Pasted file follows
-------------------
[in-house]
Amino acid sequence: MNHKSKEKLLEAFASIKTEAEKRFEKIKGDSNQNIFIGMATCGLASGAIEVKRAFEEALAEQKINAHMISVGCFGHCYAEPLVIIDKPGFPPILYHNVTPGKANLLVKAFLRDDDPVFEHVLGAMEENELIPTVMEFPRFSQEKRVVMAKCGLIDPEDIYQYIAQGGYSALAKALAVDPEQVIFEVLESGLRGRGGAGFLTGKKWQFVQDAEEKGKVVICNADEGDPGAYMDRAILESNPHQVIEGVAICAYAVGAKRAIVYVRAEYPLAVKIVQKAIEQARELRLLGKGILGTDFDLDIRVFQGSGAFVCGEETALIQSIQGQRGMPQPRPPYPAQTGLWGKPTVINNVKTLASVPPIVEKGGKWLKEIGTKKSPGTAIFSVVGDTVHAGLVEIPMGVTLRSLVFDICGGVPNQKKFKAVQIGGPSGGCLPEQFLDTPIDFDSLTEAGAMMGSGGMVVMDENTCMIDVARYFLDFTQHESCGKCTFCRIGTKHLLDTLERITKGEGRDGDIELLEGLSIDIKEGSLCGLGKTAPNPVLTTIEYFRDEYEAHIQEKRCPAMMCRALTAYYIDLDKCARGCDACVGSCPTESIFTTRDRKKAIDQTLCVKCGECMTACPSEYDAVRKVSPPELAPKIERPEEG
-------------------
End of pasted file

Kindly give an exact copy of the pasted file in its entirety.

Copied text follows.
[in-house]
Amino acid sequence: MNHKSKEKLLEAFASIKTEAEKRFEKIKGDSNQNIFIGMATCGLASGAIEVKRAFEEALAEQKINAHMISVGCFGHCYAEPLVIIDKPGFPPILYHNVTPGKANLLVKAFLRDDDPVFEHVLGAMEENELIPTVMEFPRFSQEKRVVMAKCGLIDPEDIYQYIAQGGYSALAKALAVDPEQVIFEVLESGLRGRGGAGFLTGKKWQFVQDAEEKGKVVICNADEGDPGAYMDRAILESNPHQVIEGVAICAYAVGAKRAIVYVRAEYPLAVKIVQKAIEQARELRLLGKGILGTDFDLDIRVFQGSGAFVCGEETALIQSIQGQRGMPQPRPPYPAQTGLWGKPTVINNVKTLASVPPIVEKGGKWLKEIGTKKSPGTAIFSVVGDTVHAGLVEIPMGVTLRSLVFDICGGVPNQKKFKAVQIGGPSGGCLPEQFLDTPIDFDSLTEAGAMMGSGGMVVMDENTCMIDVARYFLDFTQHESCGKCTFCRIGTKHLLDTLERITKGEGRDGDIELLEGLSIDIKEGSLCGLGKTAPNPVLTTIEYFRDEYEAHIQEKRCPAMMCRALTAYYIDLDKCARGCDACVGSCPTESIFTTRDRKKAIDQTLCVKCGECMTACPSEYDAVRKVSPPELAPKIERPEEG